Sorry, but saying "the other guy does it, too" is not a good defense. I don't care how crappy Microsoft has been or is at patching, Apple needs to take it seriously. If Apple neglects security, it could find itself in the same position that Microsoft was in. At least Microsoft has now seen the light and is paying attention to bloat and security issues.

By Cobra Commander on 6/16/2009 10:07:33 AM , Rating: 3
It was not discovered 6 months ago.
It was discovered 11 months ago.
It was merely patched by Sun 6 months ago.

By smackababy on 6/16/2009 3:38:43 PM , Rating: 2
That is absurd! The title only says it was patched after nearly a year. Plus, if you had read the article, it was patched 6 months ago, after Sun knew about it for 5 months. I would reckon 11 months is closer to "nearly a year" than 6 months.

Same old game, eh?
By iFX on 6/16/2009 5:21:30 PM , Rating: 1
With close to 75 million OS X distributions reportedly in the wild


RE: Same old game, eh?
By LeStuka on 6/16/2009 7:25:44 PM , Rating: 2
I think that must include every Mac ever sold with OSX on it.

RE: Same old game, eh?
By nitrous9200 on 6/16/2009 8:11:33 PM , Rating: 2
And every iPhone/iPod touch.

True Test
By Smilin on 6/16/2009 11:34:45 AM , Rating: 4
Its rare that you can get a good apples to apples comparison of security in products. Saying so and so issued X number of patches vs Y, or saying someone patched in X days instead of Y isn't very useful because of all the many platform and ecosystem differences.

Every once in a while a good test comes out and this is one of them. Same issue, multiple platforms. How does each handle it? Technically in this case Microsoft didn't have to handle it..Sun did it for them. Apple though gets a big fail on this one. It would have been an epic if someone had used the exploit.

Probably the BEST test of this was the recent DNS spec vulnerability. Every DNS server in the world had the vulnerability and all were notified at the exact same time. The Linux/Bind, Cisco, Microsoft etc servers were fixed immediately and were secure by the time it was announced to the public. Apple... yeah. Apple didn't get around to that one for months.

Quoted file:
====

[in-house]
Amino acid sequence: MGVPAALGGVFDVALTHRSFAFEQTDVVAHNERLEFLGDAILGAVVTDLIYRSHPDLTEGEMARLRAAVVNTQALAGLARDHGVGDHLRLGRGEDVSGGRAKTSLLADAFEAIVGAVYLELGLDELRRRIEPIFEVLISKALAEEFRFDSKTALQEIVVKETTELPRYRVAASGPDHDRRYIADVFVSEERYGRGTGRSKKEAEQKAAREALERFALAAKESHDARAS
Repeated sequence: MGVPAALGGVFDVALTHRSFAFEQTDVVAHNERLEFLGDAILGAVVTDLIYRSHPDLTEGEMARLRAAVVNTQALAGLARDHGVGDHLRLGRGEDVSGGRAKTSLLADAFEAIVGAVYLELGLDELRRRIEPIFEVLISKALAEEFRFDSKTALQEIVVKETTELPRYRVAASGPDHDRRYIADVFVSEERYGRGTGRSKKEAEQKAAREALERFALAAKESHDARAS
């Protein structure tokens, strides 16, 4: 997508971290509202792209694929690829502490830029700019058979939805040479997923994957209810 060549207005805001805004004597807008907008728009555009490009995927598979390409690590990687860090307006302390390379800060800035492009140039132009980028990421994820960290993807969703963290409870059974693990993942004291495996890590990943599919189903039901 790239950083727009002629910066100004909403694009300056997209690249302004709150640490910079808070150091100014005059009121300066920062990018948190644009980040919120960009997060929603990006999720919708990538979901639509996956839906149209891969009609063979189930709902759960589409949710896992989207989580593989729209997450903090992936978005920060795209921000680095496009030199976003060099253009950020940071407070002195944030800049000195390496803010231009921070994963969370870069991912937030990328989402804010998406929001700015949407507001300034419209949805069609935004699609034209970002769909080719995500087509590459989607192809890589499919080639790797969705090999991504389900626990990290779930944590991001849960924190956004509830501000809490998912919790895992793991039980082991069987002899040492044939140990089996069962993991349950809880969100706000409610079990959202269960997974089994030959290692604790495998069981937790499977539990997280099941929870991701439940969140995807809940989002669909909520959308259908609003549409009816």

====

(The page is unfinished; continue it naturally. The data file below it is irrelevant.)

Microsoft is on the path (not a destination) to security by virtue of being armored in a hostile environment.

Apple is standing in a field of daisies with no hostility whatsoever and their security relies on the hope that criminals just don't like daisies.

its all lies - all lies!!11!!1
By linuxgtwindos3gtmucs on 6/16/2009 10:11:11 AM , Rating: 1
The führer never said any such thing!

DailyTech is full of lies and mac haters.

If the führer didn't say so then we cannot believe.
Our fearless leader would have warned us.

The führer loves each of us even though he historically was a dead beat dad.

The führer loves each of us even though he has never done any charity work.

RE: its all lies - all lies!!11!!1
By TomZ on 6/16/2009 10:24:11 AM , Rating: 2
Take your medicine, people!

By StevoLincolnite on 6/16/2009 9:47:25 AM , Rating: 2
I should pitch this as an idea for TV advertisement for Microsoft...

By ggordonliddy on 6/16/2009 8:05:46 PM , Rating: 2
The following sentence is incoherent; please remove the first comma to avoid further calamity:
The flaw, was originally found by Sami Koivu, who reported it to Sun Microsystems on August 1st 2008.

Big Mac Attack?
By Alexvrb on 6/16/2009 10:14:01 PM , Rating: 2
Fortunately no serious damage was done during the meantime
Well that's kind of a given, isn't it? I mean after all, damage done to Macs can never be counted as serious.

By ltcommanderdata on 6/16/2009 12:29:40 PM , Rating: 1
An interesting side observation from this update is that Apple is still providing free support for Java 1.4.2 for Mac users with Update 21. In constrast, Sun no longer offers free updates to Java 1.4.2 beyond Update 19 and requires a paid support contract. It probably doesn't matter for most users but it's still nice to know.